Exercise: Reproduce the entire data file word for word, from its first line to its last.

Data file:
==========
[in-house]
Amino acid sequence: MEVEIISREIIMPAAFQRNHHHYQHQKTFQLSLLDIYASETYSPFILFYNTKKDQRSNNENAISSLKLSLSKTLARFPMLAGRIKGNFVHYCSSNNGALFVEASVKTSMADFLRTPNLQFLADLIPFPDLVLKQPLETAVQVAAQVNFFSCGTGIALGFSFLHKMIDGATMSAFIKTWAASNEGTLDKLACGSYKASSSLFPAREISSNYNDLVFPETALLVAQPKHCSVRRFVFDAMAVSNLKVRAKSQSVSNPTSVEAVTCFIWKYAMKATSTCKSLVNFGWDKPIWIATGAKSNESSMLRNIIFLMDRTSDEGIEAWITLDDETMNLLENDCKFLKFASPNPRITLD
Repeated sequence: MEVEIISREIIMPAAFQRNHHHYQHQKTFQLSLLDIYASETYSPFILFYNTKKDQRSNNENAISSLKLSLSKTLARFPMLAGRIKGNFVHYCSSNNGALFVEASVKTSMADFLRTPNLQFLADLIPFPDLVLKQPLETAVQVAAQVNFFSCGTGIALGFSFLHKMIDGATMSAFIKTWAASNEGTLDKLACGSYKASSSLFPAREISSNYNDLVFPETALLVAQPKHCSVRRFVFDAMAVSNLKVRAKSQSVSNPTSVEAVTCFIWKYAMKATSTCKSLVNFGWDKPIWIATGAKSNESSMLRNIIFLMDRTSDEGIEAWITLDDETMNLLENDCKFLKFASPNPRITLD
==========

[in-house]
Amino acid sequence: MEVEIISREIIMPAAFQRNHHHYQHQKTFQLSLLDIYASETYSPFILFYNTKKDQRSNNENAISSLKLSLSKTLARFPMLAGRIKGNFVHYCSSNNGALFVEASVKTSMADFLRTPNLQFLADLIPFPDLVLKQPLETAVQVAAQVNFFSCGTGIALGFSFLHKMIDGATMSAFIKTWAASNEGTLDKLACGSYKASSSLFPAREISSNYNDLVFPETALLVAQPKHCSVRRFVFDAMAVSNLKVRAKSQSVSNPTSVEAVTCFIWKYAMKATSTCKSLVNFGWDKPIWIATGAKSNESSMLRNIIFLMDRTSDEGIEAWITLDDETMNLLENDCKFLKFASPNPRITLD
Repeated sequence: MEVEIISREIIMPAAFQRNHHHYQHQKTFQLSLLDIYASETYSPFILFYNTKKDQRSNNENAISSLKLSLSKTLARFPMLAGRIKGNFVHYCSSNNGALFVEASVKTSMADFLRTPNLQFLADLIPFPDLVLKQPLETAVQVAAQVNFFSCGTGIALGFSFLHKMIDGATMSAFIKTWAASNEGTLDKLACGSYKASSSLFPAREISSNYNDLVFPETALLVAQPKHCSVRRFVFDAMAVSNLKVRAKSQSVSNPTSVEAVTCFIWKYAMKATSTCKSLVNFGWDKPIWIATGAKSNESSMLRNIIFLMDRTSDEGIEAWITLDDETMNLLENDCKFLKFASPNPRITLD